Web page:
While I was out doing a New Year’s Day 5K last Friday, I came up with my running challenge for 2016. Now, I don’t consider myself a runner runner, but I like to do several 5Ks a year, mostly because a 5K is a way to get a half-hour (or so) of cardio in and you go someplace (even if it’s a big circle). Doing a bunch of 5K runs gives you something to work toward, and the races are good points of progress throughout the year. And maybe more importantly, if you do enough races, you build up an extensive wardrobe of t-shirts and other gear.
Now, I’m sure some of you might not think “doing it for the t-shirt,” is a really great reason to spend a lot of money on fancy running shoes and insoles and pound the pavement regularly, but I don’t always do it for the t-shirt. Sometimes I do it for the post-race snack or beer.
Oh wait, did you think I would say that I run for the health benefits and for some sort of inner peace that I get from escaping my desk chair and running all over the world? Fat chance. I’m also the person who spent five figures on grad school for equal parts getting to wear the master’s robe at graduation and getting to move to Chicago….oh, and yeah, because I was somewhat interested in library science as a way to earn a living. Of course I run for the benefits–all of them–and “health benefits” are as far down my list as library science was.
Anyway, I’ve noticed at 5Ks that you’ll sometimes get little groups of spectators. Some of these people are stuck in traffic (and are angry because they had no idea a 5K was happening that morning), but some of them are there to watch the race. Sometimes they’re friends of the runner out to support them, but sometimes, they’re just watching to watch. And that’s what puzzles me. Why watch a 5K? There are a million of them every week–it’s not a huge deal like a marathon. Why do random spectators watch a run-of-the-mill road race?
I’m not sure, but I’ve decided that my new running challenge will be to make people happy that they decided to be along the side of the road when I run by: I’m going to high five as many spectators as possible.
I’ll have rules for this of course–I’m not going to get in other runners’ way by beelining from the center of the road to the gutter. I’m also not going to weave back and forth trying to slap every hand that’s there. My personal time is somewhat important to me, but let’s face it — I’m not winning anything, not even my age group until I’m in the 80-89 category, if I’m lucky. When you live in Massachusetts, you quickly find out how many real runners are around these parts. A couple of years ago I was excited to move up an age group because it meant I might place better. NOPE. Folks are serious about their long distance runs here. Heck, there was a guy who could’ve been in his late 60s–or he could’ve been a well-preserved late 70-something–running without a shirt on New Year’s Day in 40-degree weather. That’s no chump.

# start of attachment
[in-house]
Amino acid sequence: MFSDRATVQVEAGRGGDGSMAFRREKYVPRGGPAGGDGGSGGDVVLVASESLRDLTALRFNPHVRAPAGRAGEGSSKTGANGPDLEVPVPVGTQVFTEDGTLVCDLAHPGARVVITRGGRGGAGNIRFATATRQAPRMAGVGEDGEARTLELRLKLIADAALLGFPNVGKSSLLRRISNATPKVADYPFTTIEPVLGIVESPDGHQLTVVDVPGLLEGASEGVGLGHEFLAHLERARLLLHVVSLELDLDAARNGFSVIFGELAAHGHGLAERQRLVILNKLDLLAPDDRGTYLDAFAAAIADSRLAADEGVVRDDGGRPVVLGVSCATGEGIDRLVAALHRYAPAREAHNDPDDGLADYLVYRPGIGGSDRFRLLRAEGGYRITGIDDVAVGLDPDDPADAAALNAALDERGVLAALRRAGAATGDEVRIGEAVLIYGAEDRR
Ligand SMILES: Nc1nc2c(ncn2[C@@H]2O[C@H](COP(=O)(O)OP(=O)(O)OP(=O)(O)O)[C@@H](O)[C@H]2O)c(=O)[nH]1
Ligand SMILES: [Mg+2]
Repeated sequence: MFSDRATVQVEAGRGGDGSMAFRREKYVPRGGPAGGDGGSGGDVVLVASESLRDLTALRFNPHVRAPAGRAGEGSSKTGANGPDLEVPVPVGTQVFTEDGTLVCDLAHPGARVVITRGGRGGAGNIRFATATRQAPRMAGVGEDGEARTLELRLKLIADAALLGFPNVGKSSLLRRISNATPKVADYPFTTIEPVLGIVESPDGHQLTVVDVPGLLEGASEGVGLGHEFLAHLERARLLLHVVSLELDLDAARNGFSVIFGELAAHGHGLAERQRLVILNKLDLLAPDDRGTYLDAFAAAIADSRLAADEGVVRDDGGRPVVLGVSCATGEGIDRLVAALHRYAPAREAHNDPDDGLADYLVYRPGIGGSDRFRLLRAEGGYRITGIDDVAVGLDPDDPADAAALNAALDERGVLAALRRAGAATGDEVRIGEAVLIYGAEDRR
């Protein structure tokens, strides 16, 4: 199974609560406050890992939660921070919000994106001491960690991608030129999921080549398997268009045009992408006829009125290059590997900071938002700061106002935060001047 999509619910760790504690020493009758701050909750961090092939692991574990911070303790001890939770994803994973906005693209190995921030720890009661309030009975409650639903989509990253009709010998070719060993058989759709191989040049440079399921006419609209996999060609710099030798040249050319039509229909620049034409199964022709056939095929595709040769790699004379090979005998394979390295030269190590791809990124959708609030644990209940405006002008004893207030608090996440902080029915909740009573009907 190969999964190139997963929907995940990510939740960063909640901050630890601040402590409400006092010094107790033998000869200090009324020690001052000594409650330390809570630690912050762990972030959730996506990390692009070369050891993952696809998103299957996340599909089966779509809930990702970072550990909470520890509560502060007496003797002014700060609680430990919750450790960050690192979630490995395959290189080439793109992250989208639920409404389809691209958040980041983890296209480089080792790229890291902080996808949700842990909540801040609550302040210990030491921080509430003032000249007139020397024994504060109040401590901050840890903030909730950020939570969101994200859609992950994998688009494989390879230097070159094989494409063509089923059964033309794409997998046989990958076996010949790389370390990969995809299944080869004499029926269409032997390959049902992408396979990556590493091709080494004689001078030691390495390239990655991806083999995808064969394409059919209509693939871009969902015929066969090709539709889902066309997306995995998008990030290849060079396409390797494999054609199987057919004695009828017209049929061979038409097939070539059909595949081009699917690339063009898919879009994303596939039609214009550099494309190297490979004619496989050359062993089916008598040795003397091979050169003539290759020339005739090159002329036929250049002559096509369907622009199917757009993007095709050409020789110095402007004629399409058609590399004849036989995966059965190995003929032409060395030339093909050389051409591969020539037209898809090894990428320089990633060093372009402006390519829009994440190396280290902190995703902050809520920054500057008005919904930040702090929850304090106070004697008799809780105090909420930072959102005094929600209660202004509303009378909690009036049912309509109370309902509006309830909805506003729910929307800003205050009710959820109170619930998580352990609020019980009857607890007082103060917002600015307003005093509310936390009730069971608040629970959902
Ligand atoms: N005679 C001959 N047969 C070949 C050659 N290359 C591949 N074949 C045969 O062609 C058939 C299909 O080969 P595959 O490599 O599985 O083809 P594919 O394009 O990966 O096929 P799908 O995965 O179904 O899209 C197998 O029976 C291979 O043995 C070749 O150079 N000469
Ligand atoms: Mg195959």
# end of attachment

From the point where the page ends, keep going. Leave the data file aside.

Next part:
Anyway, if I’m out there pounding the pavement, stuck in the back of the pack, watching the people with their baby strollers race past me like it’s no big deal, I might as well have some fun with it. I consciously made an effort to do this during this New Year’s Day run the Boy and I did (free socks!), and while I think some of the kids were a little perplexed that a stranger wanted to high five them, I have to say that the energy they gave me put a little pep in my next few steps and kept me going. I certainly appreciated that too–when you spend good chunks of the race thinking, “Where in the heck is mile 1?” and, “No, seriously, we’re only at mile 2? I’ve still got a good ten more minutes of this crap?” and, “Wait. Are we going uphill again?” mixed in with whatever one fast-paced song that’s running a continuous loop in your head for 30 whole minutes (usually my brain mashes up most of the “Run Lola Run” soundtrack. This race I only had T. Swizzle’s sick beat in my head. For the entire three-point-one miles), you appreciate the good will that a cheering spectator brings–even if they don’t think they’re really there to cheer for you.
So if you happen to be at a race I’m running in the near future (I’ll definitely be doing the Cambridge 5K series this year), look for me and hold out your hand like a fun spectator–I’ll be sure to slap you some appreciation.